Application of neural network techniques to predict the heavy metals in acid mine drainage from South African mines

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Maliehe, Andani Valentia
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Vaal University of Technology
Acid mine drainage (AMD) refers to acidic water generated during mining activities and is characterised by a low pH, high salt content, and the presence of heavy metals. To treat water sources contaminated with AMD, sampling and laboratory analysis will have to be done for each water source to determine the concentrations of heavy metals. This process is time-consuming, high in cost and may involve human error or negligence. The application of neural network (NN) techniques to predict the heavy metals in AMD from South African mines has been presented. Four specific objectives were pursued in this dissertation. The first one was to identify AMD and analyse for heavy metals in the AMD. Heavy metals that were identified and found to be in high concentrations in the AMD sample from Sibanye Western Basin AMD Treatment Plant are Zn, Fe, Mn, Si, and Ni. The other objectives of the study were to determine the input, output, and hidden layers of the NN structure (application of NN); (2) to find the appropriate algorithm to train the NN, and to compare the NN results (outputs) with the measured concentrations of major heavy metals sampled (targets). The Backpropagation Neural Network (BPNN) model had three layers which included the input layer (pH, SO42−, and TDS), the hidden layer (five neurons) with a tangent sigmoid transfer function (tansig) and the output layer (Cu, Fe, Mn, and Zn) with linear transfer function (purelin). The predictions for heavy metals (Zn, Fe, Mn, Si, and Ni) using the NN method focusing on a BP forward pass (feed-forward backpropagation NN) with ten different algorithms were presented and compared with the measured data. The mean square error (MSE) value was calculated for ten algorithms and compared to identify the one that is most appropriate for the prediction process and the model by having the lowest value. It was determined that the Levenberg-Marquardt back-propagation (trainlm) algorithm resulted in the best fitting during training because it resulted in an MSE value of 0.00041, meaning the error was very low when this algorithm was used.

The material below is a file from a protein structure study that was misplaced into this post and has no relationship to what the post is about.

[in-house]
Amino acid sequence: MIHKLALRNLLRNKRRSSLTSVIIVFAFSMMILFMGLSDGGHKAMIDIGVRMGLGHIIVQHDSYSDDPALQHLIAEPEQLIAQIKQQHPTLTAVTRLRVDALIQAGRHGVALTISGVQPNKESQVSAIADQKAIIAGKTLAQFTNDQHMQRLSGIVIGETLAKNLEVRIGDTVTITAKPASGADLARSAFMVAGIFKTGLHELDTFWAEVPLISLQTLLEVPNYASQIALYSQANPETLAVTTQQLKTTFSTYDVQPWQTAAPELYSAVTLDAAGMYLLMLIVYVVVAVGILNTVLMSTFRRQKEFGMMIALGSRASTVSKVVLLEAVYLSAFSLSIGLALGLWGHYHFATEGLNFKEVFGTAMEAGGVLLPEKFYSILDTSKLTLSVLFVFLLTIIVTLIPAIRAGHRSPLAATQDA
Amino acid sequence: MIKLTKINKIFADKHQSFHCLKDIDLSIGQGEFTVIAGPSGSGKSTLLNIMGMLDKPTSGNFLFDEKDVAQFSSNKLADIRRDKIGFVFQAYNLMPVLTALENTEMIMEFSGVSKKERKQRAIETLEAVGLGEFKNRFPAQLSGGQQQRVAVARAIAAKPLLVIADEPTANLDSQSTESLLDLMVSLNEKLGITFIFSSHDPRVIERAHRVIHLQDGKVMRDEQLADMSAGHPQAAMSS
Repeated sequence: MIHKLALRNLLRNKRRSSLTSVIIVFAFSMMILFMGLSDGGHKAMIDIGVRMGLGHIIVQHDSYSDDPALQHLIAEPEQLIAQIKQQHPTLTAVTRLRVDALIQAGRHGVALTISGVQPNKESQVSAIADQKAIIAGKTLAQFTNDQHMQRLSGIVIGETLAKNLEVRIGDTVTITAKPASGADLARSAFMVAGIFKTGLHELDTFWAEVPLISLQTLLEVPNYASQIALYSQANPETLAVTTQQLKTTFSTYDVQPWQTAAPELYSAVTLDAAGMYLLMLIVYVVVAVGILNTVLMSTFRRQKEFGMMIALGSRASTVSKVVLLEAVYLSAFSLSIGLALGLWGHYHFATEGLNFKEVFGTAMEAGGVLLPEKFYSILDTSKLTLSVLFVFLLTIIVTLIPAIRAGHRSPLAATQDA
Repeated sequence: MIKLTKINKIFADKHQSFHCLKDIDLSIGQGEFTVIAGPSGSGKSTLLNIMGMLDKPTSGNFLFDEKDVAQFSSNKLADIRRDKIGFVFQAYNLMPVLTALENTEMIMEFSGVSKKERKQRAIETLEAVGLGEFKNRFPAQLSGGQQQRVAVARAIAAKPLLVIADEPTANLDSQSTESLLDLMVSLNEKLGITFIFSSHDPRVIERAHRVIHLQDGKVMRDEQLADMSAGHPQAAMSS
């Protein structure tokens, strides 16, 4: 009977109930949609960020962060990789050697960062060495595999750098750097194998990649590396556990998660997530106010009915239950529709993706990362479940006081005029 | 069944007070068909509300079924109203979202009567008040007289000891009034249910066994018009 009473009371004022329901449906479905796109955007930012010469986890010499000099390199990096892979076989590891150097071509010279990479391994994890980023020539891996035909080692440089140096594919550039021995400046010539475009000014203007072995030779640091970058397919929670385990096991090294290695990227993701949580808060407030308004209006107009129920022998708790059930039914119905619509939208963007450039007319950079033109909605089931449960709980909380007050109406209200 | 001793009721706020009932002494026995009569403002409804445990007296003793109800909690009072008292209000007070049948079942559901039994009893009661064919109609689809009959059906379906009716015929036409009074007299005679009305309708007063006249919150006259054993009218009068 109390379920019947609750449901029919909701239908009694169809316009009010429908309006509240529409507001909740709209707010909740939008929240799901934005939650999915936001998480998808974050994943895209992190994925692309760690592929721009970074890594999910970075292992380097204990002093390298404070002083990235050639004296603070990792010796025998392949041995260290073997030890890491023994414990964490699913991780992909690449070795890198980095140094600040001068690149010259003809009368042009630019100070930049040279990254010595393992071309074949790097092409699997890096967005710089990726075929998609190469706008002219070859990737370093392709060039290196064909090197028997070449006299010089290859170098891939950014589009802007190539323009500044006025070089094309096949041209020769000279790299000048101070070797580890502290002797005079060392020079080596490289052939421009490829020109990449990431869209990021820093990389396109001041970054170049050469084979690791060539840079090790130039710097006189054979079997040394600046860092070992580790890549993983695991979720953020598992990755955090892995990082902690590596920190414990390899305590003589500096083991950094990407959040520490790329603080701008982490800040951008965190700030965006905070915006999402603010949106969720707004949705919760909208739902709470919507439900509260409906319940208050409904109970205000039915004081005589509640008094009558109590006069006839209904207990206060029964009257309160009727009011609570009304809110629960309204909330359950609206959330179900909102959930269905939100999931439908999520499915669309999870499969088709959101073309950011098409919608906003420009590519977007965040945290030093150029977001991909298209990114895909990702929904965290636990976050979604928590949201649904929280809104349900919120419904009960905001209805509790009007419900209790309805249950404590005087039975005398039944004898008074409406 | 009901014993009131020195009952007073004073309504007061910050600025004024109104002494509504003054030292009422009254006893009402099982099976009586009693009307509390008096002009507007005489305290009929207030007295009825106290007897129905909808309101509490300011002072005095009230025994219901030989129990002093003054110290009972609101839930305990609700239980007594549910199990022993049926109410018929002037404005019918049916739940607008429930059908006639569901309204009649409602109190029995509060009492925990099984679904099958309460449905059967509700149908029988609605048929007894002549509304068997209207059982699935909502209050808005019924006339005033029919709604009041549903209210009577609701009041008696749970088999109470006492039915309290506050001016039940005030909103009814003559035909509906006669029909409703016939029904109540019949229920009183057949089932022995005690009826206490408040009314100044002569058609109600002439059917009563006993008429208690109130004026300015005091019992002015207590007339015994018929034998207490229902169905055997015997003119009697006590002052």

M. Tech. (Department of Chemical Engineering, Faculty of Engineering and Technology), Vaal University of Technology.
Acid mine drainage (AMD), Heavy metals, Heavy metal pollution, Neural network (NN)